With ten senators threatening to shut down the government unless the Medicaid expansion is killed, Gov. Asa Hutchinson is going on the attack.
“Sen. Linda Collins-Smith has one of the districts that will be hit the greatest by the cuts that would be imposed by the alternative House budget,” Hutchinson said, referring to the budget released by House Speaker Jeremy Gillam earlier this week, which attempts to make up the shortfall that would happen if Medicaid expansion ends and blows a $143-$200 million hole in the budget. “The total budget impact to her district from the House alternative budget is $651,000 — but most significantly, $400,000 cut in higher ed in her district, $125,000 in K-12 education, $42,000 in pre-k programs. The libraries would be cut $11,000 in her district, the senior citizens centers $23,000. The counties lose money and the cities lose money.”
The governor provided an itemized list.
“My question to Sen. Collins-Smith is: Do you support these cuts to your district?” Hutchinson said. “If you do not support these cuts to your district, what is your alternative budget and where do you think those cuts should come from?”
Hutchinson also responded to comments from Sen. Bryan King that the budget hole could simply be solved by getting rid of unspecified “waste, fraud, and abuse” in the Department of Human Services.
The governor pointed to a Madison County Record article from a week ago in which King said he hoped to see increases in DHS funding this year.
I’m getting two different signals from some of the senators. One of the signals is that this money is easy to cut — that there is waste in DHS, that there is no problem in cutting DHS. But it’s a different message by Sen. Bryan King in his district. I look at the Madison Country Record — his district, Huntsville — in which Sen. Bryan King this year said that he hopes he sees increases in DHS funding. He goes on to say that last year DHS was hit by cuts … that effected centers in Madison County, including the Madison County Senior Activity Center.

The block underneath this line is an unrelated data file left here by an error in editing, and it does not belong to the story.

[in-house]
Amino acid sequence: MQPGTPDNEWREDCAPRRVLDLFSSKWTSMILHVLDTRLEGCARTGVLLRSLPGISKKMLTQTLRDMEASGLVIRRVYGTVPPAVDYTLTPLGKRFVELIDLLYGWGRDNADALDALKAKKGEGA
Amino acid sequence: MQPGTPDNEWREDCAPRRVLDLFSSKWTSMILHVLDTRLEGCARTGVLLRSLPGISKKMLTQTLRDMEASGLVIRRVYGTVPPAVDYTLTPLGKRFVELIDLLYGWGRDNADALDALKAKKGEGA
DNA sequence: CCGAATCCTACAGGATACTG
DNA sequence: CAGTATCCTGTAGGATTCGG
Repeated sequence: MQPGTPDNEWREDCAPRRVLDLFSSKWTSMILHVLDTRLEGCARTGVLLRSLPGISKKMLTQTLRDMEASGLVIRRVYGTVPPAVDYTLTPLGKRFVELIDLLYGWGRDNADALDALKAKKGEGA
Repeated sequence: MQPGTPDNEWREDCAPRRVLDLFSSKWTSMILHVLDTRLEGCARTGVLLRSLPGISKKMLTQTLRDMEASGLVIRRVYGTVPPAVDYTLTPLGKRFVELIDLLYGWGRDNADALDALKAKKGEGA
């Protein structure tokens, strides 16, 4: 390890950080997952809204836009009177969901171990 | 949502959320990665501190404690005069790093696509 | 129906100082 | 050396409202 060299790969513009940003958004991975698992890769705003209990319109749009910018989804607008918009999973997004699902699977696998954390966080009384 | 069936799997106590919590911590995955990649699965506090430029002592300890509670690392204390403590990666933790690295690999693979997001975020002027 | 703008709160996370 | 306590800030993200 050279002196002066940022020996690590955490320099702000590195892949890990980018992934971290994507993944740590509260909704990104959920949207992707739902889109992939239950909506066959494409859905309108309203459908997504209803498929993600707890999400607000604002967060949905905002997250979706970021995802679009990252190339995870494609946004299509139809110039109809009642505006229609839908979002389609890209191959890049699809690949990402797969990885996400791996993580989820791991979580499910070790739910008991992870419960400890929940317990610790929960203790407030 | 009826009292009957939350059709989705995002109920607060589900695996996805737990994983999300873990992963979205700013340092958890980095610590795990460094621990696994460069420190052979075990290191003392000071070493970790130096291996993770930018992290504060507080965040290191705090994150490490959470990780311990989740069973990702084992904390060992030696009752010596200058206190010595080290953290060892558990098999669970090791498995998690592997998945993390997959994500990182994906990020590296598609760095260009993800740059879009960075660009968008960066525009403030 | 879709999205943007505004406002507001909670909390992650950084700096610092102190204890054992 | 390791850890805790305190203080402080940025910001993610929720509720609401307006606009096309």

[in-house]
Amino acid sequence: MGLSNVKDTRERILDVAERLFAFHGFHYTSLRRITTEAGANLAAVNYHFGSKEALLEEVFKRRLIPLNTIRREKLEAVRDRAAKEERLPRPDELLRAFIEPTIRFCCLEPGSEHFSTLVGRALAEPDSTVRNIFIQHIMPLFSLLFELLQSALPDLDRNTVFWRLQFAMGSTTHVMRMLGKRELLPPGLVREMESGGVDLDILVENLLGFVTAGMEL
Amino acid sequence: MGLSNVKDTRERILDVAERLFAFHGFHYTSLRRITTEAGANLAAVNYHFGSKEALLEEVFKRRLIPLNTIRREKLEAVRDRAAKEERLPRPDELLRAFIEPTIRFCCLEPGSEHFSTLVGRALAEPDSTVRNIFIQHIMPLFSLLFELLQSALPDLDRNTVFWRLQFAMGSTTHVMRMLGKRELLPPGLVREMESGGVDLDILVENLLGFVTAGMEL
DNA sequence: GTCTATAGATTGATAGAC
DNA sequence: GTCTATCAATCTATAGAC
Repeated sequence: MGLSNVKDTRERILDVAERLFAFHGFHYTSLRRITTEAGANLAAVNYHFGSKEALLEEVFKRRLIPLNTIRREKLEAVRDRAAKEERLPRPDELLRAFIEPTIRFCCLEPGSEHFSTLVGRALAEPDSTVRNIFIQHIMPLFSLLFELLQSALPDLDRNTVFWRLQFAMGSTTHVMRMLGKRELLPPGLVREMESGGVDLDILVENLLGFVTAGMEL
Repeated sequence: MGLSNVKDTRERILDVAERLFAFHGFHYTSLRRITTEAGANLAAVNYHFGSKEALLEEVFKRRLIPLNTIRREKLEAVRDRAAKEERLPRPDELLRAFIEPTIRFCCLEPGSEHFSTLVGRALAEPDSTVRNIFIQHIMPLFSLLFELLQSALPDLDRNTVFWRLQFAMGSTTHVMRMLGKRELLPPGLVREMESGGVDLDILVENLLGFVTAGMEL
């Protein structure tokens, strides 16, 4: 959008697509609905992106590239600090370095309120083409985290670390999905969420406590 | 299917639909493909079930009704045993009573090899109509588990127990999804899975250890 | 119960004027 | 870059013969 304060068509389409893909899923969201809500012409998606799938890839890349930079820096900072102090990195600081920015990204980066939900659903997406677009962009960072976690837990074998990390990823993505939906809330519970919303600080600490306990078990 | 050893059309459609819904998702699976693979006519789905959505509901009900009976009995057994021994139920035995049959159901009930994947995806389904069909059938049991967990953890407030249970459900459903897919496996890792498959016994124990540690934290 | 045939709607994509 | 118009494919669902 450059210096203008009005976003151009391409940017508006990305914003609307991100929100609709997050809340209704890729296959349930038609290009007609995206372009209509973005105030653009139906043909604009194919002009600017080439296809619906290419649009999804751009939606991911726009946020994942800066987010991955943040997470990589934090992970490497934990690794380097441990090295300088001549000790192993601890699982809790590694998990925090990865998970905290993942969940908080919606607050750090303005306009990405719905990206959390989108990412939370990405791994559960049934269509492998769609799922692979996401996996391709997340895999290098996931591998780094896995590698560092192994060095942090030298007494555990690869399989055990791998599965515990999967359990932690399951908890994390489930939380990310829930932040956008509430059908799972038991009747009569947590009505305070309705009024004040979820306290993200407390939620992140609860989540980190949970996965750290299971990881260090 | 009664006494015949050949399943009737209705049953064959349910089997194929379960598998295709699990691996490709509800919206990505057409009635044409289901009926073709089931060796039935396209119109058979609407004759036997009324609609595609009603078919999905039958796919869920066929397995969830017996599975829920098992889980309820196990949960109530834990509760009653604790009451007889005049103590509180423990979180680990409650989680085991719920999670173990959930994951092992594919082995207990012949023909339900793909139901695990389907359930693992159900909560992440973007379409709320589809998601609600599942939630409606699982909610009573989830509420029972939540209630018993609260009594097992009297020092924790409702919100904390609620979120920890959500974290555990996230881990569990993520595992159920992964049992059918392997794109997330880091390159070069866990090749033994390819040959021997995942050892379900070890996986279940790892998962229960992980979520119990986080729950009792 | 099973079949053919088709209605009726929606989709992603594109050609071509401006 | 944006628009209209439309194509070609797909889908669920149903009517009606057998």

King told the Record that he wanted to see more funding for foster families and for senior activity centers.
“I get the heat from the districts, from the Wellness Centers in Madison County and from senior citizens across the state, saying ‘we’ve got to have this funding,'” Hutchinson said. “And yet Sen. King comes here and says it’s easy to cut DHS. [He gives] mixed signals. My question to Sen. King is, do you want us to follow his admonition to the district and increase funding for foster care, or do you want us to listen to his message here in Little Rock that it’s easy to cut DHS?”
I’ve called both King and Collins-Smith to get their response and will update this post if I hear back.
UPDATE: King told the AP in response to Hutchinson’s comments that “to try and paint Bryan King as (sending) mixed messages, [the governor] is being a lawyer and not a leader.”
Support for special health care reporting made possible by the Arkansas Public Policy Panel.